Mr Gamble said: "Children can contact us if they are worried, they fear about someone's intentions.
"Parents can be reassured because they know this environment is appropriately managed, with engagement with authorities ranging from the police service, including Ceop, right the way through to Childline online.
"And the predator, the person that goes on with harmful intent - whether it's the bully or whether it's the paedophile - they know when they see it that there is an active deterrent here."
He added: "I am applauding Bebo - it's taken us three years to get here. But I don't understand - and there is more than Facebook in this - I don't understand the logic for the others not following suit."
Several sites including Bebo, MSN Messenger and Facebook already give users the chance to alert staff to abuse, but now Bebo has gone further by adopting the Ceop Report button itself.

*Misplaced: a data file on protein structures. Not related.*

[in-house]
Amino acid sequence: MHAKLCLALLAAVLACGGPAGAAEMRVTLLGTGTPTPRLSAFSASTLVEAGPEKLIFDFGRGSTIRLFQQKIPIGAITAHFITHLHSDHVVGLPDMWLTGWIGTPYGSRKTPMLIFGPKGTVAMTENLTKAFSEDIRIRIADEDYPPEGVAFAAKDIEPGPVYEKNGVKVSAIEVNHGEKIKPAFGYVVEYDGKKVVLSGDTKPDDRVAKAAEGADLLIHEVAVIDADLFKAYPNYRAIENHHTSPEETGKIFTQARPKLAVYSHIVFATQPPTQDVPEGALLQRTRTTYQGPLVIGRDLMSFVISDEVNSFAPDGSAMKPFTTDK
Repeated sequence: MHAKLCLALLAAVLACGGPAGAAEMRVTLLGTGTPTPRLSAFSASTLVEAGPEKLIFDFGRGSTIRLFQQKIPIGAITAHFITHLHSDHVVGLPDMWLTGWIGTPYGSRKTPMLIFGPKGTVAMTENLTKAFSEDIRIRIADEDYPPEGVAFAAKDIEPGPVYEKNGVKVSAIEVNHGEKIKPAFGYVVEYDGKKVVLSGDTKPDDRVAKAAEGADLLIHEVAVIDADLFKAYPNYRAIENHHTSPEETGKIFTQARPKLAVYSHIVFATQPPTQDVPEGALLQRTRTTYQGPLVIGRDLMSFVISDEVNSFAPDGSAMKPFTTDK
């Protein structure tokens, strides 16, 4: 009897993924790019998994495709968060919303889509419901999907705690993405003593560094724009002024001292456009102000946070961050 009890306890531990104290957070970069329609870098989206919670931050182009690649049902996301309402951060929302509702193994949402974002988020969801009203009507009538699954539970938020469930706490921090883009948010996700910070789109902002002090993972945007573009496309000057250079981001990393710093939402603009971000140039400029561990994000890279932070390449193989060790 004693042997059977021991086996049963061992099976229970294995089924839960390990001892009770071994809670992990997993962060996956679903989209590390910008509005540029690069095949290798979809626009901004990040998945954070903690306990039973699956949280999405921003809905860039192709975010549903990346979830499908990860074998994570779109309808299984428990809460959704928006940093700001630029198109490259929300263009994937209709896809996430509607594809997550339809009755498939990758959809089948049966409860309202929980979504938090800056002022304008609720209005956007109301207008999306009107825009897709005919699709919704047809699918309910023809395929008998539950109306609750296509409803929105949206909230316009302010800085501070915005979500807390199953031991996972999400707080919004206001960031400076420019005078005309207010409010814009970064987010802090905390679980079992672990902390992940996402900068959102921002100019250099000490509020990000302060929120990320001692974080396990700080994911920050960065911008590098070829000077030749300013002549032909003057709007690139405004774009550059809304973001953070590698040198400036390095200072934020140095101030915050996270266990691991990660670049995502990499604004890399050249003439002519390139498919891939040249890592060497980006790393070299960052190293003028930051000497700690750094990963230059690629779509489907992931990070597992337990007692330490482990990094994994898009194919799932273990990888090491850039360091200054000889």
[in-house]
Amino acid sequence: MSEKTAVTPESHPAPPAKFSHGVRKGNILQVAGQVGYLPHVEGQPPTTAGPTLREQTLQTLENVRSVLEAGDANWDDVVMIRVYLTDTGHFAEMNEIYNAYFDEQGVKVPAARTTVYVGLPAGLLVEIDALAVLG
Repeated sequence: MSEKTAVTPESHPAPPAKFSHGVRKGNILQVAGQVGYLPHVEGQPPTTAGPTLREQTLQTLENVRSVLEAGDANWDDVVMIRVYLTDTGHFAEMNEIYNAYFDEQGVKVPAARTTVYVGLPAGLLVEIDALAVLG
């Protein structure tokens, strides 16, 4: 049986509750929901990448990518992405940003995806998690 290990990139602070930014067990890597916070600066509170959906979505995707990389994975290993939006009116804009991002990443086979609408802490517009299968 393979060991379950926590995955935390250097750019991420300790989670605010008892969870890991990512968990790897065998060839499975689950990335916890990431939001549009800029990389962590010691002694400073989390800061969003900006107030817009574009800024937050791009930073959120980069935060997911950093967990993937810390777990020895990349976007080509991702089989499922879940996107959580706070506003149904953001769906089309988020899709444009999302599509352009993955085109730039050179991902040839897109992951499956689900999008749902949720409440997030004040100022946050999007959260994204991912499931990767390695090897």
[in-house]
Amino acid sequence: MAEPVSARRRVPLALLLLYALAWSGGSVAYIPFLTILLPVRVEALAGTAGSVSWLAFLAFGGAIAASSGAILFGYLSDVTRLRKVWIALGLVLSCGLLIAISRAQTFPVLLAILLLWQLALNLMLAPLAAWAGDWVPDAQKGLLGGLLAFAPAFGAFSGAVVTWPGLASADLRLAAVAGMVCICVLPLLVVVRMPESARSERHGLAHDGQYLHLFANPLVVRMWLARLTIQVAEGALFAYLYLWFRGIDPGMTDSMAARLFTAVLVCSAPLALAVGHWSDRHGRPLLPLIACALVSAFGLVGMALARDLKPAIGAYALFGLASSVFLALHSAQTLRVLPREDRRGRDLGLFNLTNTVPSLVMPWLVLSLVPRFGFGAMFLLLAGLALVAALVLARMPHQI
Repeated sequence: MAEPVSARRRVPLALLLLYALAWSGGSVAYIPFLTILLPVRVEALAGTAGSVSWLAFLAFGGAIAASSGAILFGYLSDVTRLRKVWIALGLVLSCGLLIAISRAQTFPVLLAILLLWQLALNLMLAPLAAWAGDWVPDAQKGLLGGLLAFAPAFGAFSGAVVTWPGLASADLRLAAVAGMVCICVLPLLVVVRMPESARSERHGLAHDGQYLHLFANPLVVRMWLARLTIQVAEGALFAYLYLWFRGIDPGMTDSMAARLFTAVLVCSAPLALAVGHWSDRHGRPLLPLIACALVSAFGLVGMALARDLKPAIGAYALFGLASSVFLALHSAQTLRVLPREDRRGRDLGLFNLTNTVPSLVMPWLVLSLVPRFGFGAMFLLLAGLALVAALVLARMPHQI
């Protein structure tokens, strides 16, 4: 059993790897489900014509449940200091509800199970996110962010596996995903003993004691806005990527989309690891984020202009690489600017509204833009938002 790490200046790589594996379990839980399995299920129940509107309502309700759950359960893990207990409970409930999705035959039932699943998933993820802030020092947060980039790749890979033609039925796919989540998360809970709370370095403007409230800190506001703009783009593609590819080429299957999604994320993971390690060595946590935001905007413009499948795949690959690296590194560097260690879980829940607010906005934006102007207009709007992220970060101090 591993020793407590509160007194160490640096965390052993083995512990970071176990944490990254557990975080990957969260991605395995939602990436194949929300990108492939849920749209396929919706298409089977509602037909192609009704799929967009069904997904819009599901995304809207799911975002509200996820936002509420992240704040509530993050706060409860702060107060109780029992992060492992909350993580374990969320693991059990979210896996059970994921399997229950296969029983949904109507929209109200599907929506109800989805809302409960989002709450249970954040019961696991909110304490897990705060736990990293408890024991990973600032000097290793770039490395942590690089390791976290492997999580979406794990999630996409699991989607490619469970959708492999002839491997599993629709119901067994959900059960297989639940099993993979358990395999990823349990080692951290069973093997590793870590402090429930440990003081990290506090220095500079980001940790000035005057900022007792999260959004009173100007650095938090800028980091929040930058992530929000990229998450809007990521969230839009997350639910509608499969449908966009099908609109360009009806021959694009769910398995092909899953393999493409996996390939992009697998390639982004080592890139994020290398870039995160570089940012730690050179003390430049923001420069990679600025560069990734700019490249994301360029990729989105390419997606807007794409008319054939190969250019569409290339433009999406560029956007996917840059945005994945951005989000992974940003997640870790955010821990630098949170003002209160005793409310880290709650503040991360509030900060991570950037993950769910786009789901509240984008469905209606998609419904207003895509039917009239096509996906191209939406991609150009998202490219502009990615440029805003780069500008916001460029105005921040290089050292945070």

Bebo said it was "committed to providing its community with the safest possible environment" and its decision was praised as "very responsible" by Sir Hugh Orde, president of the Association of Chief Police Officers.
"I can see no reason why other sites would not consider adopting the same approach and would encourage them to embed the Ceop Report button for the benefit of all users," he added.
With the kind of power Facebook has, some are asking: does it have a responsibility to answer its critics - especially when it believes that their criticisms are wrong-headed?
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